- If I can’t complete an item as planned, I prioritize it higher and complete it the next day. I don’t take more items till I complete the ones I’ve taken up.
- I try not to do anything outside the keep list, unless all of them are ticked for the day
Accounting of time and progress
Hands down, the best article I’ve come across so far regarding life management is Tim Urban’s article on time, your life in weeks.
In short, these are all the weeks I’ve got before I turn 60:
Now, I’ve printed this page out and pasted on my little room’s wall. I shall colour each week’s box as Green, Amber or Red. (here, green = good and red = bad, in case you are from China)
To decide the week’s colour, I’ve got a day colour paper pasted alongside, which has week details like so:
The day titles might change over time, as goals change. But the colour concept shall remain. When all days of the week are green, the week is green. The idea is to get the weeks sheet all green! I will keep you posted 🙂
With this framework in place, here’s how my fortieth Birthday went.
To my utterly-mind-boggling surprise, which I came to know only a few days before my 40th, the Emperor Ashoka learned Vipassana from a teacher called Upagupta, and practised for a long time right here in Rajasthan! Ninety kilometers away from where I live, to be precise!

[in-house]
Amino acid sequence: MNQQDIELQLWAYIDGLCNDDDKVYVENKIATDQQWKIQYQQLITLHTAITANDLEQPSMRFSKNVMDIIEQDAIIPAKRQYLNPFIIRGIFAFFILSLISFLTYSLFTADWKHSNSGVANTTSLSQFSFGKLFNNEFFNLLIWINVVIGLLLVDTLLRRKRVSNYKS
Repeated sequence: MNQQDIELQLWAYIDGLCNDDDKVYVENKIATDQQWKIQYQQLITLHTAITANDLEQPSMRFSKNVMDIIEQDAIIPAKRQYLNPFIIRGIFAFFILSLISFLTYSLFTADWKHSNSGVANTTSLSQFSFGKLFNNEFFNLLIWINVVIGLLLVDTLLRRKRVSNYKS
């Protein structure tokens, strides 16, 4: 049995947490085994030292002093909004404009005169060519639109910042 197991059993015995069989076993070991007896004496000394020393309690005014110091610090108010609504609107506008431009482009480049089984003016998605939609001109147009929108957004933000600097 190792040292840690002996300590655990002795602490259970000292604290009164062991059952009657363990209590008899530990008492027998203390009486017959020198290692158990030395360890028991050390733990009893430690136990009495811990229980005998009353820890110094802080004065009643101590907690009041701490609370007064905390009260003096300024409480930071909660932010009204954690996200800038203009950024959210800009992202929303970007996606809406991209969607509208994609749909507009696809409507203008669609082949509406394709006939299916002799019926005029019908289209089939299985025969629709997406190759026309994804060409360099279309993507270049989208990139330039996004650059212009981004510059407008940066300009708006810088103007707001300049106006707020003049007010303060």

Boy am I proud to be born in India!
The place’s name is Virat Nagar. You find the place where Ashoka meditated:
Well, for my 40th, I went to this place with my uncle, and had a great start of my this phase of life, by meditating on this blessed land 🙂
Virat Nagar also has a Rock edict from Ashoka’s reign. It was a goose-bumpy realization how humans at that time did their best to immortalize dhamma teachings, with whatever methods they had at their disposal. Just for us!
The edict doesn’t has anything visible per se, (not that we’d understand anyway!), but well, there it is! Standing in testimony to the hard work and good intents of the yonder generation.
We spent some time running some errands Tauji had in mind, and returned home by 5pm.
Incidentally, it was the Karva Chauth on the same day, and I felt I’m finally doing a worthwhile effort for all that wifey’s been doing for me!
It ended with the customary cake and claps, to a day spent worthwhile, and with seed of a beautiful future I eagerly look forward to be living 🙂
Other posts in this family: